If your pot is not going to be undercover and is also exposed to rain or snow, the planter should have drainage holes. This ensures that your plants are not overwatered.
To fill the planter, follow these basic steps. The steps to filling a self-watering planter are similar to a non-self watering planter.
Make sure the planter is level and elevated above the area it is sitting on to prevent condensation.
Add a filler that is not biodegradable if the planter is considerably larger than the space needed for the plant to grow.
Place landscape fabric to separate the filler from the soil and allow excess water from a possible over-saturated soil to leave the roots.
Add about 6 inches of soil. Make sure the soil you use is appropriate for the plant. Then, tamp down, add more soil, and repeat.
Add a plant sipper.
Add the plant, more soil, and then wet the soil.
Leave about an inch of space between the top of the soil and the top of the planter
It is unlikely that a self-watering planter will cause root rot.
Root rot is caused when the plant has been overwatered and the excess water doesn’t have a place to go — such as in the bottom of the pot away from the roots or out a drainage hole. The plant’s roots aren’t allowed to flourish because oxygen is no longer able to surround the roots.
Root rot can also be caused by bacteria or fungus that might have been present in the soil being used to grow the plant.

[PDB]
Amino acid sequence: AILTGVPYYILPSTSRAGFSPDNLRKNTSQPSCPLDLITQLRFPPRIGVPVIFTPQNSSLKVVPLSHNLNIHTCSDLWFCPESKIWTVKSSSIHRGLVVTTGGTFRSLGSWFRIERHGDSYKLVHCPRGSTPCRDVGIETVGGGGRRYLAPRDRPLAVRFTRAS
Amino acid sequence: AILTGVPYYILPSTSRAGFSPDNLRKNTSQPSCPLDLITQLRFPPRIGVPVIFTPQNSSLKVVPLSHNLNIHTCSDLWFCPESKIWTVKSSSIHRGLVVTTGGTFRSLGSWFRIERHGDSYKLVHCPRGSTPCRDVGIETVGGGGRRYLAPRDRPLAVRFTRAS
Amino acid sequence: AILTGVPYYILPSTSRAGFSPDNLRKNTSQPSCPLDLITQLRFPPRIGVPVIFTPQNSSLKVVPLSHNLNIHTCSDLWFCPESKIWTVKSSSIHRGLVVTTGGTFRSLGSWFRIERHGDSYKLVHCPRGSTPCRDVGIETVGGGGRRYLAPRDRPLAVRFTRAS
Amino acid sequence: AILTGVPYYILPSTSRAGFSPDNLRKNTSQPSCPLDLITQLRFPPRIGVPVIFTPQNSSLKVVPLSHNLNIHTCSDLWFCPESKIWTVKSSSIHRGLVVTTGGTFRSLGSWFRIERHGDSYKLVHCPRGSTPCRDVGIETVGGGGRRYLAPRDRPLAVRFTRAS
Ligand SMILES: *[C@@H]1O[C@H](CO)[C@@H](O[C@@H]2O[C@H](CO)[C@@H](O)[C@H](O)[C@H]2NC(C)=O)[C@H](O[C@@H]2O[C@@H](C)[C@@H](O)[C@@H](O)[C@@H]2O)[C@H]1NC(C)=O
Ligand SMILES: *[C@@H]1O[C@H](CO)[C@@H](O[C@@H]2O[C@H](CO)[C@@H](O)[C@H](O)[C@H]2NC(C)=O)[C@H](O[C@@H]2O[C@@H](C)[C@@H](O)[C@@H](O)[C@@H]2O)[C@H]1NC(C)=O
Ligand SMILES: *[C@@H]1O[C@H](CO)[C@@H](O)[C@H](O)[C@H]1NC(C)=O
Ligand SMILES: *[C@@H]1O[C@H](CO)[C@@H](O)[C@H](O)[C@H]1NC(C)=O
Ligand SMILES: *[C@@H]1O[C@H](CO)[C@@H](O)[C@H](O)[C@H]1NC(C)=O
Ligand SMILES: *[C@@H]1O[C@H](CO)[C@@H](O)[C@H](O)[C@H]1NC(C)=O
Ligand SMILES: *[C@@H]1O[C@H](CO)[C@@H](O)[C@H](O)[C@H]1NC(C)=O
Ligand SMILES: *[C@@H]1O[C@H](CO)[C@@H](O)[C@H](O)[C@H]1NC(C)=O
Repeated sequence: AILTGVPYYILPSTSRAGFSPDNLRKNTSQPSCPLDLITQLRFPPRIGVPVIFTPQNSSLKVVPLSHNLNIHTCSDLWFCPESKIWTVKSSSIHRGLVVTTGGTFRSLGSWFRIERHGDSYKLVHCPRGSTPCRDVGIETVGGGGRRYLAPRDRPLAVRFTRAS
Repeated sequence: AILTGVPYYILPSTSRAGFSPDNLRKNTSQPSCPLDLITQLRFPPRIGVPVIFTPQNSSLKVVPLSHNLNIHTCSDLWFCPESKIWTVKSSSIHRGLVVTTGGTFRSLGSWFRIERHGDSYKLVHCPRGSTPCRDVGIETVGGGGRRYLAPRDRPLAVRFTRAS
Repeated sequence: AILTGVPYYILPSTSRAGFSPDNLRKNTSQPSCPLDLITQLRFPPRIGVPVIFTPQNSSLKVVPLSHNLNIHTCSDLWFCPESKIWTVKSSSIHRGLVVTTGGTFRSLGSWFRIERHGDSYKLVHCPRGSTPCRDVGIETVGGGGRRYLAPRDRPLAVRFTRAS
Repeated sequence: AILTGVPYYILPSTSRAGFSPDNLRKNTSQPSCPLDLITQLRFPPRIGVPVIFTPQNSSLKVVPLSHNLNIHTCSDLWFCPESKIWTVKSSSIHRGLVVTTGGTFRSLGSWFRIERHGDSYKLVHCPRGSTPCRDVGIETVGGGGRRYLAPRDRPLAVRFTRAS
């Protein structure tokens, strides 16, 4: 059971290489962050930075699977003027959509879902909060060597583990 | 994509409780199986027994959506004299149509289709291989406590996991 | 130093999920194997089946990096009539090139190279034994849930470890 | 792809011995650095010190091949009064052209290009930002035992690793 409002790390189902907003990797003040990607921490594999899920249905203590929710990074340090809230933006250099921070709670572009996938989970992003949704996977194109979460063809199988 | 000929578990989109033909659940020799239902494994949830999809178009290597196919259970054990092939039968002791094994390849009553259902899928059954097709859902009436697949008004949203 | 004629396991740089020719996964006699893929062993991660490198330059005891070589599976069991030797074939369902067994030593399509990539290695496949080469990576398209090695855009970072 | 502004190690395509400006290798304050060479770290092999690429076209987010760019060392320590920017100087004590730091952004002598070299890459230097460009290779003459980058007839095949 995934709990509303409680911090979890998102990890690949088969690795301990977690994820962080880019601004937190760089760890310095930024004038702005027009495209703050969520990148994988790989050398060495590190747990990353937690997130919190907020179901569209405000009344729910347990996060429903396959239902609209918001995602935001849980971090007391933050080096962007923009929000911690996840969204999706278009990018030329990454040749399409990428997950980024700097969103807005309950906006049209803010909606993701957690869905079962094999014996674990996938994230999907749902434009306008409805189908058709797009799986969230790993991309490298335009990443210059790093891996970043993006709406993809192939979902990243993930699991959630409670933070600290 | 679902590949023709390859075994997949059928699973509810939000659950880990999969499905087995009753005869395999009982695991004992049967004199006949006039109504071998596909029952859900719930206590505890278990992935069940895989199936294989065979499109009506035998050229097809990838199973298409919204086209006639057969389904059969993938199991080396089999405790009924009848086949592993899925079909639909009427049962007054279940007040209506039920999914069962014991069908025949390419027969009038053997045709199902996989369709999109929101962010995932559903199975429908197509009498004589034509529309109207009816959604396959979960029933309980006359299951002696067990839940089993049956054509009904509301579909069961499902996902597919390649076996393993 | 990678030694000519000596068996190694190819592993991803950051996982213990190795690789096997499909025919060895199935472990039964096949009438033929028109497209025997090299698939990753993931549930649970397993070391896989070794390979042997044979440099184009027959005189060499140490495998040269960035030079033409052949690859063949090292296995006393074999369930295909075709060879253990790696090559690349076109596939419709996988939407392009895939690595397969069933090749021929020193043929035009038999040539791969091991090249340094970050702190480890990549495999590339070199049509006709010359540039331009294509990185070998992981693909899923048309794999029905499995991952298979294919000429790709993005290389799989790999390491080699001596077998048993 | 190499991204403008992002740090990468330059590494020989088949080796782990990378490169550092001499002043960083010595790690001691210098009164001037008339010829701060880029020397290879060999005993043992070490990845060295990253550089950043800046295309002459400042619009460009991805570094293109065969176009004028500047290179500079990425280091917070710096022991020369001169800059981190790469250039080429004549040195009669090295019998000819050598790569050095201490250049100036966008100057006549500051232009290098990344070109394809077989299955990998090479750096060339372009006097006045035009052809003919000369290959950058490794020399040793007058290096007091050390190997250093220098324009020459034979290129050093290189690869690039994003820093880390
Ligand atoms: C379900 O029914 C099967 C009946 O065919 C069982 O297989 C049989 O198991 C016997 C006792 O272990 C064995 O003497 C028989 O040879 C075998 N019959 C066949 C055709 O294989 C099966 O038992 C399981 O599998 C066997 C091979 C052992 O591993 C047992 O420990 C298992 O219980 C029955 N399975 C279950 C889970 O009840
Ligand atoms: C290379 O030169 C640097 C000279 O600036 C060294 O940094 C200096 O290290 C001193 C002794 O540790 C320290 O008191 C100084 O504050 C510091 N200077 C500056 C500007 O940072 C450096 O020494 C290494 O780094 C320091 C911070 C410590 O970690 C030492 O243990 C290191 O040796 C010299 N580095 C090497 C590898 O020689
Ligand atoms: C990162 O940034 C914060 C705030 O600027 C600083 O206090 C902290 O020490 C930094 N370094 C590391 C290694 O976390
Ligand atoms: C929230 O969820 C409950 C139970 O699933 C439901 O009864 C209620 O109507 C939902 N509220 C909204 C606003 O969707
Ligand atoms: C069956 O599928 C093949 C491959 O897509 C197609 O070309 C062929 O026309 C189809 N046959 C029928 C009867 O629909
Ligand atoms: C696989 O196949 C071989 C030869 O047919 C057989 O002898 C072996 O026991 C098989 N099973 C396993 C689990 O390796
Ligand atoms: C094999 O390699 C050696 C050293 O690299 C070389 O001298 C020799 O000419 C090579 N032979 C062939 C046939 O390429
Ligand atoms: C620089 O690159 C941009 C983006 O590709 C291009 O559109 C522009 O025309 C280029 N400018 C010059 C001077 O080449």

Our suggestion is to ensure that a high-grade type of potting soil is being used, specially made for planters, as it will be lighter with more air pockets.
Turn Any Planter Into a Self-Watering Planter
Interested in capitalizing on the innate abilities of plants to determine how much water they need?
Add a plant sipper, like the Ollie Plant Sipper.
This product has a reservoir with a tube that is visible above the soil level and can be used in any planter. There are a few sizes to choose from, so you can ensure that the plant sipper will fit your planter.
When adding greenery to your commercial space, the benefits should outweigh the drawbacks.
The benefits of greenery are apparent. However, knowing how to best take care of these plants when you are not present is another matter. Having real plants in your space comes with the obligatory activities of fertilizing, watering, trimming, and replanting.
Our suggestion is to answer the following questions before adding planters and foliage to a space:
Do we plan to use real or faux plants?
What do we use for a top dressing if the plants do not hide the top of the soil?
Who is going to ensure that the plants are being properly watered and fertilized?
Who is going to ensure the plants look good?
The watering plan is just one part of taking care of foliage, and having Ollie Plant Sippers will ensure that the plants will thrive. Click here to select the plant sipper that fits your planter.
Amy Gustafson is the Vice President at PureModern. She spreads the word about PureModern and educates customers on planters, fire features, and much more.
About the author.